Album(s) Review: Ulthar – “Anthronomicon” / “Helionomicon” (Black/Death Metal)

Written by Kep

Ulthar – Anthronomicon Helionomicon

> Black/death metal
> California, US
> Releasing February 17
> 20 Buck Spin

There are precious few bands that could make the claim “No one else sounds like us” and have a convincing case. Even fewer have a catalogue that could back up the statement “No one else does what we do as well as we do it”. The list who can say both? I can probably count them on one hand, and Ulthar is absolutely one of those bands. Cosmovore and Providence are both excellent records—the latter was my #2 album of 2020 behind only Ulcerate’s Stare into Death and Be Still—and even 2022’s compilation EP of old demos and unreleased versions went harder than most of the year’s mini albums. 

With excellence comes lofty expectations, though, and so the eyebrow-raising decision to release two LPs at once was met with both excitement and skepticism. Did they have the material to pull off two full-lengths at the level of sterling quality we expect? Would the albums actually be different enough to justify splitting them into two separate releases? I’m here to tell you that I had these questions myself, and also that the answer to both of them is a resounding YES. 

Think of Anthronomicon and Helionomicon as siblings: built from the same DNA, with plenty of immediately noticeable elements in common, but with different personalities and focuses. It makes a lot of sense to experience them as a duo, given that they’re closely related, but each one stands alone just as naturally. Sure, both are exceptional records, and both sound precisely like we know Ulthar sounds—that distinctive two-headed black/death with all of its burly, tentacle-y goodness is as apparent and infectious as ever—but the listening experiences are surprisingly different; I’ve actually found that juxtaposing the two makes each feel fresher.   

Anthronomicon is the more traditional of the two records, at eight tracks across a tight 40 minutes, and each one of those tracks packs a damn punch. The riffs are characteristically active, with near-constant lines that rise, descend, writhe, and jump at odd angles, and there are meter shifts and rhythmic trickery aplenty. Songs like “Saccades” pound relentlessly to start before shifting into off-kilter soundworlds built on wildly twisting lines that leap into nowhere but always seem to end up back home. The songwriting is laser-focused, with transitions that don’t waste any time with setup; they just go, unafraid to make hard lefts at any juncture, and the effect is head-spinning. One moment Ulthar is bruising along in a lurching stop-start riff, burly bass going absolutely ham underneath with that muscular steely tone, a split-second later they’re dropping into a goddamn drag race of a riff that speeds away in blazing sixteenths with syncopated melodic chugs, like in “Flesh Propulsion”. Their willingness to keep things active at all times means they can pack a ton of excellent moments into every single track, and no matter how unexpected the transition they always work.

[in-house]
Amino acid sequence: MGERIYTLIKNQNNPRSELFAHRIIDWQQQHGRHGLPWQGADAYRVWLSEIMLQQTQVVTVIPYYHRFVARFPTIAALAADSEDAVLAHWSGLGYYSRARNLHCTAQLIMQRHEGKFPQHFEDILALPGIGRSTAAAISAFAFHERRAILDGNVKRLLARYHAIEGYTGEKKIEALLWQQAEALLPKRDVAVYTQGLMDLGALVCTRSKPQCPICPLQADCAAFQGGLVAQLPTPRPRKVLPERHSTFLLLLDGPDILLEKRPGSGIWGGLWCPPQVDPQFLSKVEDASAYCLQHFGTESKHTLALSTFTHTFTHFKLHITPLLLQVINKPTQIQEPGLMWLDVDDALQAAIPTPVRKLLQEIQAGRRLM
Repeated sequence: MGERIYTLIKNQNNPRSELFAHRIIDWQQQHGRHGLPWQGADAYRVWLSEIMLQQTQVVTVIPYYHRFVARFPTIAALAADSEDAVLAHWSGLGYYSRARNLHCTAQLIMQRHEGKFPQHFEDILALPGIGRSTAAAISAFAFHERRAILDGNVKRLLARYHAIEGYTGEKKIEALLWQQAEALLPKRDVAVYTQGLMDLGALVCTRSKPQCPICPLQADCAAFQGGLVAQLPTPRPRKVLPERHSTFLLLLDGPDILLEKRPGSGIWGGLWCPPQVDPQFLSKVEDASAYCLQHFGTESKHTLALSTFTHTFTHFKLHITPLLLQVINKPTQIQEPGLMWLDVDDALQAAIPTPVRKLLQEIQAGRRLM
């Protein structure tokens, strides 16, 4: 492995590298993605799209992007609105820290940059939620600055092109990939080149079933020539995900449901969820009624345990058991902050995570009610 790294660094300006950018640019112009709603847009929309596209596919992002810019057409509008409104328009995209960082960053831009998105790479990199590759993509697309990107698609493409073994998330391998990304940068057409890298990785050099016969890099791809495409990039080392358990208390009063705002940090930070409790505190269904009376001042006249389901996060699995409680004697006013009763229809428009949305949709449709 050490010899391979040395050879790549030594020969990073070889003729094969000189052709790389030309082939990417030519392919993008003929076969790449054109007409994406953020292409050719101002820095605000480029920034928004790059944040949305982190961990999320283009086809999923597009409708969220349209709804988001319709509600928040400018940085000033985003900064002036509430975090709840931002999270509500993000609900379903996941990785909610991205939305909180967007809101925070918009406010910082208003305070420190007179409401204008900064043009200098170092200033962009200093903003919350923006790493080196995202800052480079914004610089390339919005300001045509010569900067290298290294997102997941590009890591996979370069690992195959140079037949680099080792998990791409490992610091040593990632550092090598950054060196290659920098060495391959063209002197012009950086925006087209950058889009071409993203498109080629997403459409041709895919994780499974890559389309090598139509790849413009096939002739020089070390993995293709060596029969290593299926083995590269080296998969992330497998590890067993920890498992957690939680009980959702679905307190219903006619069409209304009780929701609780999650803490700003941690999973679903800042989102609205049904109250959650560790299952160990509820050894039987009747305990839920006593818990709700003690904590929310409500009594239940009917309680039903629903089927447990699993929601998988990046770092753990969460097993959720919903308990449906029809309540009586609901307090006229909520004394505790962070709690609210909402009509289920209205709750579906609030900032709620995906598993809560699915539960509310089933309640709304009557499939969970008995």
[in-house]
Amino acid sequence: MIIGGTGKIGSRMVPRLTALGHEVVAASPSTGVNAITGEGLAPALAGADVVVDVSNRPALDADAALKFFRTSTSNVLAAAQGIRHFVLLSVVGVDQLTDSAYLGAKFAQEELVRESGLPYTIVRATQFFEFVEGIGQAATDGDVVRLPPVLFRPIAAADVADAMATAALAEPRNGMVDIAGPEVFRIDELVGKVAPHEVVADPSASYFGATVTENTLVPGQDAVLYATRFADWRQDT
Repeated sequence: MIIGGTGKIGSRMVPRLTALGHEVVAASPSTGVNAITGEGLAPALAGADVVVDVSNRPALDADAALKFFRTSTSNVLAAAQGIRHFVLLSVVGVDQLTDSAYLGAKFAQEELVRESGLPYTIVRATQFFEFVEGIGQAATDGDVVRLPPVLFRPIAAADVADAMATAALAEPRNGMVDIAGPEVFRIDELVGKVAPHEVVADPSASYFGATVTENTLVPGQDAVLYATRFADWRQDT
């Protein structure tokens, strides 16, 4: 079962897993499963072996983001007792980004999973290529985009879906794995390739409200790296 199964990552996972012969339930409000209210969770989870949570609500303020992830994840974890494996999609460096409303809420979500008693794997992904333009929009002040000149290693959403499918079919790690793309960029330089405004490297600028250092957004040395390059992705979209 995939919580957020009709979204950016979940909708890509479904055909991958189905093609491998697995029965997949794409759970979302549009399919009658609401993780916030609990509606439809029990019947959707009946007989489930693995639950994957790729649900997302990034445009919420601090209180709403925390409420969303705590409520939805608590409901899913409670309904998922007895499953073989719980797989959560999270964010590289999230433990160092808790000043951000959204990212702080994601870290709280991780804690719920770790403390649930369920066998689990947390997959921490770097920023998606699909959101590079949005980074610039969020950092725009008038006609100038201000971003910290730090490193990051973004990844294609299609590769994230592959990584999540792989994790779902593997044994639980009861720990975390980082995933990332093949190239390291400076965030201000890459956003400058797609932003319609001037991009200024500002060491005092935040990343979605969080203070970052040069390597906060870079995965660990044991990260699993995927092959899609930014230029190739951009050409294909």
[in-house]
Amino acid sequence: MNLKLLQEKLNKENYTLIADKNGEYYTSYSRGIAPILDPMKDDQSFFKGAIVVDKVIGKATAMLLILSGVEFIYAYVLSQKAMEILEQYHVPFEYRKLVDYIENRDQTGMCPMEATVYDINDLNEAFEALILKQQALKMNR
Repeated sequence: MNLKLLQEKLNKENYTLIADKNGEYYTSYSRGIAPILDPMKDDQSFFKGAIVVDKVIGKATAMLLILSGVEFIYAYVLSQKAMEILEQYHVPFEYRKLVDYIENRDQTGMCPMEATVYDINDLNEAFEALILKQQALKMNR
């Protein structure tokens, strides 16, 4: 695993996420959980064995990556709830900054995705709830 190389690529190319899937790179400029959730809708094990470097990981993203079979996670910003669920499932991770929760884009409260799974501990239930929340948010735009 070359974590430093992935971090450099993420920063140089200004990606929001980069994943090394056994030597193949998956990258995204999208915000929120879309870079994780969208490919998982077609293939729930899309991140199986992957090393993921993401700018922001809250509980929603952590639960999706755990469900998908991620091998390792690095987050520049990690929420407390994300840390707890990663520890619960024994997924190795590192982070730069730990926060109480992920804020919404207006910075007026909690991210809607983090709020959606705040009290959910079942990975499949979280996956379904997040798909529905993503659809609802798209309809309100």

Start to finish Anthronomicon is just like that: stuffed full to the gills with riffs and rhythms that will turn your head, spread across tracks that each have a distinct individual identity and energy. That means that each song is a concentrated dose of the punishing eldritch exotica that the band specializes in, despite the track lengths actually being substantial (only one, “Larynx Plateau”, is shorter than four minutes, and even then it’s just barely less). Certain passages are highly angular and more dissonant than others—the ominous opening to “Fractional Fortresses”, for example—while others wave and twist with tense lines that never find a place of rhythmic comfort (there’s a sweet recurring riff in “Astranumeral Octave Chants” with an unpredictable amount of beats that’s a trip to headbang to), while still others groove infectiously over thumping blasts and tremolos that feel almost normal in comparison. Even those more straightforward moments aren’t quite “normal” though; there’s always a clever rhythmic trick (syncopations, a couple added beats, etc.) or a melodic line woven in that conjures images of some unknowable horror rising from the earth, like the one three minutes deep into “Coagulation of Forms”.